Tone's account is richly textured, and she rightly points to the effect of the consumer movement on reception of the Pill over the course of the 1960s. The movement's impact on industry was also significant in response to problems arising from the Dalkon Shield, an intrauterine device that continued to be sold despite known health and failure risks. Eighteen deaths and 325,000 legal claims later, the promise of new or improved contraceptives has faded. The unresolved conflict between costly product liability and necessary consumer protection has led to a standstill in research and development.

Lara Marks's Sexual Chemistry lacks the human drama that makes Tone's book so engaging to read, but it does synthesize a great deal of historical information about the Pill's invention and use. Marks probes the multiple social and political contexts in which contraceptive science and medicine developed. For example, her attention to the global context for the Pill helps account for the growing American commitment to birth control during the Cold War: Controlling population growth was seen as a way to limit the appeal of communism to the "hungry masses" in the developing world. She recounts the usual story of collaboration between women patrons (Margaret Sanger, Katharine McCormick) and male scientists (Carl Djerassi, Gregory Pincus, Min Chueh Chang) in bringing the Pill into existence, but she includes as well the critical participation of government agencies, clinicians, technicians and even Mexican laborers. There are neither heroes nor villains in her telling, and she takes care to evaluate developments in terms of the medical practices and ethics of their era.

Marks does a good job of illuminating the unanticipated consequences of oral contraceptives for the progress of clinical testing and epidemiology. The contradictory and inconclusive studies on the relationship of the Pill to cancer, for example, spurred epidemiologists to combine enormous and heterogeneous data sets in order to ferret out patterns of disease causation. Less original are her chapters on the social reception of the Pill and the religious controversy it fueled. In the end, Marks's account shows that the path to the Pill was more circuitous and complicated than the conventional story indicates, but she fails to offer up a compelling new interpretation of the emergence and reception of oral contraception.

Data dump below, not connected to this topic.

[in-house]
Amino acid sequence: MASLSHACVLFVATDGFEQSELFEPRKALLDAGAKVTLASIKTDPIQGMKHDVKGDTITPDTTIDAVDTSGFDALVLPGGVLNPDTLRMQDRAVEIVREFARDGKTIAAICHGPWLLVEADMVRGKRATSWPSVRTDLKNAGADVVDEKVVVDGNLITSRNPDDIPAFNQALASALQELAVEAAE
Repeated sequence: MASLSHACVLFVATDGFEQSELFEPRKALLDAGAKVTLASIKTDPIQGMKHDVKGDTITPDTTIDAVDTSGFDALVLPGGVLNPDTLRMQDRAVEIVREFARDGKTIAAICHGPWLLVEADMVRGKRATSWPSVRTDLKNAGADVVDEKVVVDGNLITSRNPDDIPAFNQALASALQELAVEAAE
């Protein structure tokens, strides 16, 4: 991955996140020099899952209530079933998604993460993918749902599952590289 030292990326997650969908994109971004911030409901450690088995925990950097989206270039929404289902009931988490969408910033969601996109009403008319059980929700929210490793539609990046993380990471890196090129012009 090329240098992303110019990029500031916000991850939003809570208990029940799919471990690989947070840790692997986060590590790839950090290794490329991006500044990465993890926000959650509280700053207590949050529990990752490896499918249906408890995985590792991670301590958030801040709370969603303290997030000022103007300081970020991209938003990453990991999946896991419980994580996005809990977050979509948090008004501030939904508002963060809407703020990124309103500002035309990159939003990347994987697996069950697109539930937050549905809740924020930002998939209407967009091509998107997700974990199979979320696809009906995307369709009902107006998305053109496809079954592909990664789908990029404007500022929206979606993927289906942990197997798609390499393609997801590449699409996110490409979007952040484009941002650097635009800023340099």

Taken together, these two books show how contraception became an aspect of modern health care, especially in the developed world. The business of birth control has become vastly more complex, involving regulatory agencies, research scientists and physicians, as well as companies and customers. What remains striking is how hesitant pharmaceutical industries were in the 1940s to pursue lucrative prescription contraceptives. Instead, it was feminist activists and patrons who prodded and paid for the development of oral contraceptives. Ironically, this did not prevent the Pill from being viewed by many women as an agent of coercion or control. Contraceptive innovations that have hit the market in recent years, including Norplant, Depo-Provera and the female condom, have failed to elicit the kind of sweeping consumer enthusiasm that greeted latex condoms and the Pill in decades past. In part, this may reflect a muted sexual sensibility in an age of AIDS—or perhaps it's just that reliable and safe contraception is now taken for granted.

But if the Pill no longer exists in the cultural imagination as an agent of sexual liberation, perhaps another prescription has taken its symbolic place: Viagra. If so, the medicalization of contraceptives may have been only the first stage of the medicalization of sexuality.—Angela N. H. Creager, History, Princeton University